how come the NFL publishes the injury report each week..hmmm, there are so many times the book will take a game off the board, only to find out later that a key player was hurt or suspended and wont suit up..the books also have the greatest distributor of misinformation with a little outfit called ESPN;)

I haven't heard any numbers for about two or three years, but at that time they estimated that fantasy football was a billion dollar a year endeavor. I can only imagine what it is now. All the benefits of sports betting, with an opportunity to have a finger on the scale. ;-)

BonMallari
02-03-2011, 10:29 AM
Super Bowl Sunday is traditionally the single biggest betting day in Las Vegas, the proposition bets from the Hilton are about 10 pages long with some of the most absurd prop bets i.e. who will score more points ; the winning team or LeBron James

Marvin S
02-03-2011, 12:27 PM
Please don't take this wrong, Marvin. I'm sure you study these things, and subsequently make good decisions. (i'd like to think I do but it don't always turn out, but at least I have an idea why it happened)I do much the same before I commit to jumping in to a good crap game at Vegas.

But as your illustration indicates, the stock market isn't for 'investors' these days...it's for "traders". Get in, get out. Just think how much the day traders and huge electronic traders control the sway of the Dow. A small 'investor' really doesn't have much chance in riding through what used to be normal ups and downs of a particular stock. And God help you if you are on the wrong side when these 'programs' dictate "sell it all".

The stock market as run today, is as volitile and requires more vigilence than the commodity market of 15 years ago. While there are folks like you that can 'play' the market, and feel comfortable dealing in stocks, that to me are nothing more than place bets on the 6,8,and9 on the crap table. If the dice flinger is hot throwing numbers, you can make a bundle. If not, I've lost my bet, but don't have to pay the dealers 'commision'.

My views aren't meant to put down any players in the stock market. It's just that I see it as being no different than a gambling house. "Stocks" are being "played", not to be confused as an investment. And pity the poor souls that get talked into buying bonds in this atmosphere. I can only hope that GM fiasco opened some of their eyes.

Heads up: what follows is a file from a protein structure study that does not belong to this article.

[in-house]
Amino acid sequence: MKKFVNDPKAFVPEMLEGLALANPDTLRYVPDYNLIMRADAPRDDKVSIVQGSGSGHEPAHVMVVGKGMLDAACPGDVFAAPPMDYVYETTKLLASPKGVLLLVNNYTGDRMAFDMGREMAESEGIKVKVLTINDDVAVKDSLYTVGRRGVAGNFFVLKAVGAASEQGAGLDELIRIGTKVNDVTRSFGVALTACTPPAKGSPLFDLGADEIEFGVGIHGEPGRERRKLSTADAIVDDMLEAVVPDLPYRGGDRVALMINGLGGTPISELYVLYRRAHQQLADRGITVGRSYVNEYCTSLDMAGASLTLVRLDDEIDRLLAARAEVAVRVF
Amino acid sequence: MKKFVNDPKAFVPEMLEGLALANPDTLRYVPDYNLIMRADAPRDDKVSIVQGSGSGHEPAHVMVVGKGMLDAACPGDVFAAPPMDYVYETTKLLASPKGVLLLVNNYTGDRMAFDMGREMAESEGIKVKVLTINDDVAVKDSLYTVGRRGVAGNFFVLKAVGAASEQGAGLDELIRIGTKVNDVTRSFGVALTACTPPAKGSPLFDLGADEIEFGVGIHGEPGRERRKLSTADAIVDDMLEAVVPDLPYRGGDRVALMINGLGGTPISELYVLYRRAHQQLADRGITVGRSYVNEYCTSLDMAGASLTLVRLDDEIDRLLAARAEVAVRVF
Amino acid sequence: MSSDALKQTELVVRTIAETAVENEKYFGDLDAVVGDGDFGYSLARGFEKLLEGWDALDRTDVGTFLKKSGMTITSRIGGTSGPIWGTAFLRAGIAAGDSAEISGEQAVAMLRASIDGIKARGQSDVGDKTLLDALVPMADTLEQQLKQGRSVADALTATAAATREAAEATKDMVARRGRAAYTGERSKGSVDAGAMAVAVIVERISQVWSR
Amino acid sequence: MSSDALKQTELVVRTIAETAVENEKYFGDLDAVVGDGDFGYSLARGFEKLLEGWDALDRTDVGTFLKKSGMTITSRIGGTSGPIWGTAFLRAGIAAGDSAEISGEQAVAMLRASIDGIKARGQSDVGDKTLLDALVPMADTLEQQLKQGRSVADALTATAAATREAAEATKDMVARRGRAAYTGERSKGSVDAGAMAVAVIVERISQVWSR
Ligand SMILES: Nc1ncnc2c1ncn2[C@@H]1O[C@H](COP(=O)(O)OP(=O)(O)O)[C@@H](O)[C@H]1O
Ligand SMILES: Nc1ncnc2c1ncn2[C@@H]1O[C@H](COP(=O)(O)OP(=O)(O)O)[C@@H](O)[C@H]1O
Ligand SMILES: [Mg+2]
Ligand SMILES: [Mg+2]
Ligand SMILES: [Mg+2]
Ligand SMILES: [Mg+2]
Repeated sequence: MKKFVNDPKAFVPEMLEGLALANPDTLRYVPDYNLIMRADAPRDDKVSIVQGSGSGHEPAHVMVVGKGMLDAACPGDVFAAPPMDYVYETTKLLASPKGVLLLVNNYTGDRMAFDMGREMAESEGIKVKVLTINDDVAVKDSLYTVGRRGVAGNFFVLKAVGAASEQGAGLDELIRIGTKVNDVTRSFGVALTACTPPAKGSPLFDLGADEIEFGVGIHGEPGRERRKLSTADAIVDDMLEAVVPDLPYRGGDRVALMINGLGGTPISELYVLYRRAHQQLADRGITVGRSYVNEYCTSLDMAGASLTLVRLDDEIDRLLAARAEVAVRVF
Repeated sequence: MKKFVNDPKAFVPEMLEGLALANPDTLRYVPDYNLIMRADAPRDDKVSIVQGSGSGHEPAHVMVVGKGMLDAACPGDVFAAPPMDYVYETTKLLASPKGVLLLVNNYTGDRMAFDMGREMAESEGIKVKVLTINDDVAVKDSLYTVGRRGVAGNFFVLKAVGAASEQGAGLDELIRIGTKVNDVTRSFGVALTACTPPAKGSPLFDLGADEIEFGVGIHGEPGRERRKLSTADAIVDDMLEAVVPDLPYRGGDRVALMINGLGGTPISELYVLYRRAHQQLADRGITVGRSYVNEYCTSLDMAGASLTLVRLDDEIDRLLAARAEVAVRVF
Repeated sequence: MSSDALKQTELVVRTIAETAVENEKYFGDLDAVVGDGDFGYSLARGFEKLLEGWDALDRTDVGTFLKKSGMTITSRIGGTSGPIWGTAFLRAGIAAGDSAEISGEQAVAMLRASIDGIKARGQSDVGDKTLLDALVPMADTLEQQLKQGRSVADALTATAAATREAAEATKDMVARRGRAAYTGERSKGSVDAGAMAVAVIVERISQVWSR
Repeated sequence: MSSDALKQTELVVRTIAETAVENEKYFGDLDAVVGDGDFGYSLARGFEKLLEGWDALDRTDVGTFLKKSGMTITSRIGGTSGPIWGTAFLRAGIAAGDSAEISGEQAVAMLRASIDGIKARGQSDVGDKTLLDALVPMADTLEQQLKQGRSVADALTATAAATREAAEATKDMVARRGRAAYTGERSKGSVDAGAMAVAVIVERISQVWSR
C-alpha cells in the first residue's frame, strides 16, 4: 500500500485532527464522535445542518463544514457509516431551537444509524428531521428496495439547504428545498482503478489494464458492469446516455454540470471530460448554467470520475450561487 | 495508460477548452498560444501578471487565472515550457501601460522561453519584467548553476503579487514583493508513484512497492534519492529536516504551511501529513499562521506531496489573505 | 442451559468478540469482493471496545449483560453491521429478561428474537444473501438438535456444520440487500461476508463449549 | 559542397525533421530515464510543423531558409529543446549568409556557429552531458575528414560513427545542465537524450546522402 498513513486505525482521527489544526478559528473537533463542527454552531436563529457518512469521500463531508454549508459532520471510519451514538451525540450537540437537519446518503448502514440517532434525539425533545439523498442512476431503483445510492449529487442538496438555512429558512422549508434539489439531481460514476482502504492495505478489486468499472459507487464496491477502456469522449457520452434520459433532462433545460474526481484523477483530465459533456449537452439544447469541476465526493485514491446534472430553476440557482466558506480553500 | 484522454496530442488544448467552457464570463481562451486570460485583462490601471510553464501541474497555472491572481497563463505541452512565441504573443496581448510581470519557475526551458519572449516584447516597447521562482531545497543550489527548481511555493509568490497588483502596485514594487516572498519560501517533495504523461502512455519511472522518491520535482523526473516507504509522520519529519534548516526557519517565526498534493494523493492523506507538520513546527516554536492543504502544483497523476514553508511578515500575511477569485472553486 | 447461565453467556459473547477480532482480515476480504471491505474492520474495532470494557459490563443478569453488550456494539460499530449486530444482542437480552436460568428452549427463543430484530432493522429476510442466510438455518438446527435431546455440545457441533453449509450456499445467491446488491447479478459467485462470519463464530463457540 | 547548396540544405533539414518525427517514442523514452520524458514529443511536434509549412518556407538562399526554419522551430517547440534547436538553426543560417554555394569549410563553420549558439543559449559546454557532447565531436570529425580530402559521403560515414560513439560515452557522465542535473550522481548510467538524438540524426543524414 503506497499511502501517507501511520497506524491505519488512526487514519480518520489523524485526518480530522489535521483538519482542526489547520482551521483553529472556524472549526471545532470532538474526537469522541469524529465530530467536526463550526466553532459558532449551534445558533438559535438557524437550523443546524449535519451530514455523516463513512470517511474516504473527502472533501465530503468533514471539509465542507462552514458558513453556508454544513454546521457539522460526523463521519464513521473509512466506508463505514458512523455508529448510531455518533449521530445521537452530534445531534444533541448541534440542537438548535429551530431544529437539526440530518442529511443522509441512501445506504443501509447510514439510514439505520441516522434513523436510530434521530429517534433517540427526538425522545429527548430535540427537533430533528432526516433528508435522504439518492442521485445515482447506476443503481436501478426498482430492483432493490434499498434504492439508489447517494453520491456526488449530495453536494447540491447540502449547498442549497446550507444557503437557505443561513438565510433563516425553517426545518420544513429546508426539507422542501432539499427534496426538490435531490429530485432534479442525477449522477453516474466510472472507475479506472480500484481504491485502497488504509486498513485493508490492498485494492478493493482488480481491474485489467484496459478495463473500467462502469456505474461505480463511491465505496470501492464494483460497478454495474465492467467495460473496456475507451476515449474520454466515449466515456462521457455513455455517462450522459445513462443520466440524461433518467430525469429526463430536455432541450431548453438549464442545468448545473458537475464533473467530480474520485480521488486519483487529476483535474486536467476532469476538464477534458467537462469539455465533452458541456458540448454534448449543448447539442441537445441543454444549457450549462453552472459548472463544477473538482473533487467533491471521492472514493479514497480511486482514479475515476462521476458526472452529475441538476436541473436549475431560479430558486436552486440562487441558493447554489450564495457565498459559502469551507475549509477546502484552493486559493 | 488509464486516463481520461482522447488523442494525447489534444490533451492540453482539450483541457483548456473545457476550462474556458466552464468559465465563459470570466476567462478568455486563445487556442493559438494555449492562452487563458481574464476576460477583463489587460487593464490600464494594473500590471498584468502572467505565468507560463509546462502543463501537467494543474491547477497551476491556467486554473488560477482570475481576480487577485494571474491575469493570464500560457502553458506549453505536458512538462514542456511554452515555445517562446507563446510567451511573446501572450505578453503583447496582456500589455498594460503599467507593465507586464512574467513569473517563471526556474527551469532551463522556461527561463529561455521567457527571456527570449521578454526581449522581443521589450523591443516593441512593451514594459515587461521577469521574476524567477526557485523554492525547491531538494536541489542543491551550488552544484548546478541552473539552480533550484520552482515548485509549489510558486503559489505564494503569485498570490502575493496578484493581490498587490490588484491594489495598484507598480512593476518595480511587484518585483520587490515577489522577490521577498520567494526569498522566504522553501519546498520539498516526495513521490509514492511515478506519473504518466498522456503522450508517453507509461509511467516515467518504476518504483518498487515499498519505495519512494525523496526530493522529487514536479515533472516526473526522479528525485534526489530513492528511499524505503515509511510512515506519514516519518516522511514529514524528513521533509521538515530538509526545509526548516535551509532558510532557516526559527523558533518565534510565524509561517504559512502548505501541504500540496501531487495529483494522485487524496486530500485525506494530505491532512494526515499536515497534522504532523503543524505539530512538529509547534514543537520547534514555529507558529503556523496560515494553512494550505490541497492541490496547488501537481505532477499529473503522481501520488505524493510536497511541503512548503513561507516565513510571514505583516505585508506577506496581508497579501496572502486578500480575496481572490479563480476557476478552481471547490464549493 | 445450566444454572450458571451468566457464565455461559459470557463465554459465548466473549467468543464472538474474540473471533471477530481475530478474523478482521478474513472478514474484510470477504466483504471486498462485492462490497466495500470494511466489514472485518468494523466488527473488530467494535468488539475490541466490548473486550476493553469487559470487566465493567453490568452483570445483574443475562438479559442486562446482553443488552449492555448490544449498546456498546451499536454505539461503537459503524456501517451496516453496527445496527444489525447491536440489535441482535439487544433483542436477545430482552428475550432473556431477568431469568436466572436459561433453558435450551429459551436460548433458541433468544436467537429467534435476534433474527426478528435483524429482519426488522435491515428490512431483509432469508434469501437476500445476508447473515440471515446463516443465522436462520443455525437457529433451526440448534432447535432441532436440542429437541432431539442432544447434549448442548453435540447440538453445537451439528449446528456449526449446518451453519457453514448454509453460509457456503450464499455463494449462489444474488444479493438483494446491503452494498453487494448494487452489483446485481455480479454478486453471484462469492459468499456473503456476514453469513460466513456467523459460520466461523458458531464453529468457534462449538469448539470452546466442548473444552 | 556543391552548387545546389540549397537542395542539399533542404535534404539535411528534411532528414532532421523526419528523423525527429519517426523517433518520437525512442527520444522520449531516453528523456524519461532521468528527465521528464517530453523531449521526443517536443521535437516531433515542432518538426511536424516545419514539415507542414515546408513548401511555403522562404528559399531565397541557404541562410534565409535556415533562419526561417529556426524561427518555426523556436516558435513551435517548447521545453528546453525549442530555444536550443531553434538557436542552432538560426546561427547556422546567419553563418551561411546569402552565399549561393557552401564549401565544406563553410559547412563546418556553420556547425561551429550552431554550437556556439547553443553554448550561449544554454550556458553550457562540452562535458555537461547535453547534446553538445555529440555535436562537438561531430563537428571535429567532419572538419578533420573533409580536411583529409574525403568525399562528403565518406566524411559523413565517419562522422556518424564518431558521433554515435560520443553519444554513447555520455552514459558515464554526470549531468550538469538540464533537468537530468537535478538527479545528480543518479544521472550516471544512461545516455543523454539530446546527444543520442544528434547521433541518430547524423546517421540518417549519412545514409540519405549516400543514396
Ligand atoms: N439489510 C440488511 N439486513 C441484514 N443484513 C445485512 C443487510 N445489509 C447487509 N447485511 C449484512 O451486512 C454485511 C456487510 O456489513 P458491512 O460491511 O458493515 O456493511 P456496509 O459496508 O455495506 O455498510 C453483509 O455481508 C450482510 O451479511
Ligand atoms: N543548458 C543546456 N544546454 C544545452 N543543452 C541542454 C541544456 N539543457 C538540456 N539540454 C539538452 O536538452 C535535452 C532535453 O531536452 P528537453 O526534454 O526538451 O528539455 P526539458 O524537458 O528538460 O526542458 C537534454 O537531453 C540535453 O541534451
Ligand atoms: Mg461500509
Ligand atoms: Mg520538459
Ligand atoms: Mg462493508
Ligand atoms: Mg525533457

I don't trade all that often as I like to keep more of the risk we have taken for ourselves. Commissions are infinitesimally small so don't figure in the transactions too much, trading is a commodity. You probably leave the dealer a bigger tip on a winning night than I spend in commissions in 6 months ;-).


And after a couple of cities declare bankruptcy, you can kiss the muni market goodby. It's hard for me to see how this monetary disaster gets turned around. My guess is there will be a lot more lumpy mattresses before the proverbial "little old lady" turns over her bank roll to some smooth talking bond salesman. The Madoffs and siding salesmen are educating 'grandma' quite quickly. The one I'm living with finds more enjoyment in pulling the lever, or pushing the buttons, than 'investing' for any reason.

Good luck, Marvin.

UB

This will be the next big catastrophe, & I don't have a comfortable feeling the issue will get fixed. There is a CA bankruptcy winding it's way through the system, Vallejo ????. They are already into it $9.5mil in lawyers fees, it probably would have been better had the parties involved talked :).

Marvin S
02-03-2011, 12:45 PM
I don't gamble, used to fairly successfully. Made around a $1,000 one summer doing the hounds at BHKC when I was at Mines. Again I had a system which managed to hit 9 out of 10 races one night & the Daily Double. I also had a couple of hounds that owed me a lot. When I accompany the bride to the casino I entertain myself people watching, while that can be entertaining there is not a lot of talent to watch & I still have fairly good eyesight. Bon probably does much better in that category ;-).


the ONE thing the books cant control is the bounce of the ball, and sometimes the officiating but as clearly evidenced by the ex NBA ref that got busted a few yrs back that too is up for speculation

Why I enjoyed betting the dogs, until I found out what they do with them when they are old & no longer useful. They are very hard to manipulate, but a telltale sign was a change in weight of 2# or more. The guy running the rabbit had to pay attention as a race would really get screwed up if they just about caught it.

The summer I spent a lot of time at BHKC the star dog was Rushing Roy & he was in a class by himself. I bet Quinella's & the DD. Early foot was a big deal but most who had it did not have the stamina for a 5/16's race. One night a son of RR was in the field & moving up in classification. He was also a little awkward & running out of the 2 box. So I bet him & the dog with early foot in a Quinella figuring that when they hit the 1st turn the RR son would overrun & take out the field but the Early foot dog would be beyond the turn. It happened that way, but the early foot dog only held to second by a nose. I made some money off the 3rd place dog the rest of the summer, he also was quite an animal. Neat thing about Quinella's was 1 winner a night kept you even, 2 put you in the green.